We absolutely love Montefalco. Montefalco is a picture-postcard town characterised by a warren of narrow, cobbled streets within ancient walls. It’s hard to get lost though – the town is helpfully set in the shape of a starfish with five main gates that provide access to five main roads that all lead uphill to the central five-sided piazza – the Piazza del Comune.
Montefalco has a rich and long history, inhabited since ancient times but with a very distinct Medieval feel to it these days. It certainly deserves its place among the ‘borghi piu belli d’Italia‘. Frequently referred to as ‘the balcony of Umbria’ or ‘railings of Umbria’ (ringhiera dell’ Umbria) due to its lofty position above the surrounding countryside (it sits 473 metres above sea level), it is encircled by vineyards, olive groves and fields. On a clear day, it’s possible to enjoy incredible 360 degree views that stretch all the way from Perugia to Spoleto overlooking the plains of the Topino and Clitunno rivers.
After numerous visits to the town over the years, we thought it was time we shared our top tips for those planning a visit!
What to do in Montefalco
Montefalco isn’t big and it won’t actually take long to explore but there are a few sights worth pointing out. The first is these is located in the central piazza and is the 13th century church of San Francesco and adjacent Franciscan convent, now partly converted into a museum – Museo Comunale. The church is home to an extremely impressive series of frescoes by Benozzo Gozzoli called the ‘Life of St Francis’. Other beautiful artworks can be found in the museum upstairs along with numerous sculptural remains and artefacts that paint a picture of Montefalco’s glorious past. Also in the main square is the former Church of Sa Filippo Neri which is now a theatre and the Oratorio of Santa Maria.
Also of note are a number of other historical buildings including the 13th century town hall, the Church of St. Augustine, the church of Saint Bartholomew and the church of Santa Chiara (home to some wonderful frescoes and dedicated to Saint Clare of Montefalco who was born in the town in 1268 and died there in 1308).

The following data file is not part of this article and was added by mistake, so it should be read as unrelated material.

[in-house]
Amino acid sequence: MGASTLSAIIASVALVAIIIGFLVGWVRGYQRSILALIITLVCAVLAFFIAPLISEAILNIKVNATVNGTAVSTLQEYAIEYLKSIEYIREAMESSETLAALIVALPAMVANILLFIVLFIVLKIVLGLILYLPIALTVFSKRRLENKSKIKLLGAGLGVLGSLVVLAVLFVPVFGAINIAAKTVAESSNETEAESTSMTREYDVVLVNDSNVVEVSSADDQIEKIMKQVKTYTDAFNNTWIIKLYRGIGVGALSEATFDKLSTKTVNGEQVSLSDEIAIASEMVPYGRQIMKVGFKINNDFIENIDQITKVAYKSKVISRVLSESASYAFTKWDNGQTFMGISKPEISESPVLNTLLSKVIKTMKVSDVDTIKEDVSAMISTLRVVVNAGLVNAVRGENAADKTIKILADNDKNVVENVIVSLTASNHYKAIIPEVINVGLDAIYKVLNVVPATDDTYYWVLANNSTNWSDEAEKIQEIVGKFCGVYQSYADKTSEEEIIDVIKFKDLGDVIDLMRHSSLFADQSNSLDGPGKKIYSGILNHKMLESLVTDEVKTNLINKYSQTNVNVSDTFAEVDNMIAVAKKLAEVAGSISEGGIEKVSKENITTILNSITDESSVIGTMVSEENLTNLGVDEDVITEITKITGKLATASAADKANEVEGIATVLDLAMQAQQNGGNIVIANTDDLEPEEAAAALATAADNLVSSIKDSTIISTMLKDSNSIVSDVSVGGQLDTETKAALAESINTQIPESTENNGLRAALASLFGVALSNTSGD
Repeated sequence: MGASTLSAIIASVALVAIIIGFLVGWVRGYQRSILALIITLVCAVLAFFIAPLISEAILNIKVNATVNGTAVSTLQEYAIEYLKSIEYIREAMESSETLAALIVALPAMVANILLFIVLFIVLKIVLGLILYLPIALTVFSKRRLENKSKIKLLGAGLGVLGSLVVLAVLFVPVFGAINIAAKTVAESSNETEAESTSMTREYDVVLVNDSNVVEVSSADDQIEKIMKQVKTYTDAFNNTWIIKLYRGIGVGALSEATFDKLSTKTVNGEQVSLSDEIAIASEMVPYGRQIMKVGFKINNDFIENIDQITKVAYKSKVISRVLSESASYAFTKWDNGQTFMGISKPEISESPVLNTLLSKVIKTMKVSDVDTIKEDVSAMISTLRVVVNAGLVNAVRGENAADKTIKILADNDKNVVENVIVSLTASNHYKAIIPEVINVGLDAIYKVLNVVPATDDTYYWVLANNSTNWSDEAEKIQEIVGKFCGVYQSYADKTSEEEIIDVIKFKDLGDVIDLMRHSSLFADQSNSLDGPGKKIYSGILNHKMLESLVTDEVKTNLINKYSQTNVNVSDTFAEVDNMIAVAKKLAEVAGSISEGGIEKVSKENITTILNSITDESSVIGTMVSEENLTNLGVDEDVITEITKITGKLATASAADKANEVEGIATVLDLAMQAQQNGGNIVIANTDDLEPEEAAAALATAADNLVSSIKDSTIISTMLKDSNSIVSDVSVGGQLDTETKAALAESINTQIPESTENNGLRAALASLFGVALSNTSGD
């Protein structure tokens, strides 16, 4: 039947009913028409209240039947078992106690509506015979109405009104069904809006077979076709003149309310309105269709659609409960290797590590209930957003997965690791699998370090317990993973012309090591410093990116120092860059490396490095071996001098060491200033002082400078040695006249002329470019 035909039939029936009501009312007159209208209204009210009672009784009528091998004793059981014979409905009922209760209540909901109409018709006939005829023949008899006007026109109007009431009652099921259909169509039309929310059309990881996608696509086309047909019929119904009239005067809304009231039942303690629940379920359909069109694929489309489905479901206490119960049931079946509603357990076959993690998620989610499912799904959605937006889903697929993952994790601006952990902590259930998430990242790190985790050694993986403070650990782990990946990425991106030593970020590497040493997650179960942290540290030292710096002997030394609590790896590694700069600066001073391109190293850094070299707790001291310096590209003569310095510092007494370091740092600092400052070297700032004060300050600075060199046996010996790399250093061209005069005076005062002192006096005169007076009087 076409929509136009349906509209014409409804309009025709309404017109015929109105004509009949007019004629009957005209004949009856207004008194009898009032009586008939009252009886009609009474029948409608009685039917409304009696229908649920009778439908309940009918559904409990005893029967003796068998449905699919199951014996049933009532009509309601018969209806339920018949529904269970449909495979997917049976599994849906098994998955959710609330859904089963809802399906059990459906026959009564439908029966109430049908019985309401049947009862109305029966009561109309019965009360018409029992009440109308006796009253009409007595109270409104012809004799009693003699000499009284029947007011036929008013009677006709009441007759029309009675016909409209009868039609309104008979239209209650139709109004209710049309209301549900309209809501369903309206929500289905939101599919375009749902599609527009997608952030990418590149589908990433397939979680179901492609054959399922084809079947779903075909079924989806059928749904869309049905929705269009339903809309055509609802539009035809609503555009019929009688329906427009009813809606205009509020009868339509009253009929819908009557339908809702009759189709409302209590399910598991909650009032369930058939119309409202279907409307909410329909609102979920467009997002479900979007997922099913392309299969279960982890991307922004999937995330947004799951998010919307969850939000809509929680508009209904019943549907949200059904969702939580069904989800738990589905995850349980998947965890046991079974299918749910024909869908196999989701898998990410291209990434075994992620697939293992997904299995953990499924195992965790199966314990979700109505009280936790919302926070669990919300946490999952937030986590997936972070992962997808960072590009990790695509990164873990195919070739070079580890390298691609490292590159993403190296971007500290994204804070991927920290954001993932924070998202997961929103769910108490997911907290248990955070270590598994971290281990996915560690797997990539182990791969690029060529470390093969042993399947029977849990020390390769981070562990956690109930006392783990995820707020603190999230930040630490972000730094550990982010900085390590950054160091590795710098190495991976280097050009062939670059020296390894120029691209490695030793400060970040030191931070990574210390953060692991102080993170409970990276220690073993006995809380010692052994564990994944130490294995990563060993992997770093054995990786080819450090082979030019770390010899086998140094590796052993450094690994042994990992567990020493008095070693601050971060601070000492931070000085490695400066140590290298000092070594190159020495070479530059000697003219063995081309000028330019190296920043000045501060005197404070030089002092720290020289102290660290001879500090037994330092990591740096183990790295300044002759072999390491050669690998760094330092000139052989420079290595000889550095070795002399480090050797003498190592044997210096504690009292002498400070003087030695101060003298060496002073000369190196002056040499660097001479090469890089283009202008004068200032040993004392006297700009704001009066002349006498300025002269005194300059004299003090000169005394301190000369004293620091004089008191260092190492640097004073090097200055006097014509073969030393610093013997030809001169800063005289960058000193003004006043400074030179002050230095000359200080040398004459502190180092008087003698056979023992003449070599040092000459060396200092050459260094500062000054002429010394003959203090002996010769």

But any visitor to Montefalco must also take the time to explore the countryside around the town. Thanks to its elevated position above the Spoleto valley, and its rural setting, Montefalco provides visitors with some of the best scenic views of the Umbrian landscape that you will find anywhere in the region. Orchards, olive groves and vineyards surround the town, creating a different blanket of colours each season. This is great walking country and if you’re a keen hiker, we can heartily recommend you get out there and explore this incredible landscape for yourself.
There are a number of products Montefalco is famous for producing thanks to its rich agricultural heritage and we recommend any visit to Montefalco includes some tastings of these local delicacies, among them cheese, honey, salami and olive oil. The latter has a distinctive yellowy-green colour and is incredibly fruity and peppery.
Montefalco is most famous though for its wine production and the sagrantino grape has been grown on its fertile plains since ancient Roman times. The latter is used to create the lip-smackingly good Montefalco Sagrantino (a dry red wine) and Montefalco Rosso wines. You certainly can’t leave Montefalco with sampling some of these wonderful wines. And make sure you also try the Sagrantino Passito wine typical of this region. It’s a delightful sweet red dessert wine and we can vouch that it is absolutely delicious! We recommend paying a visit to the tourist information office in the Piazza del Comune when you arrive. They’ll be able to provide you with details and maps to local wineries and plenty of information on the wine tastings on offer.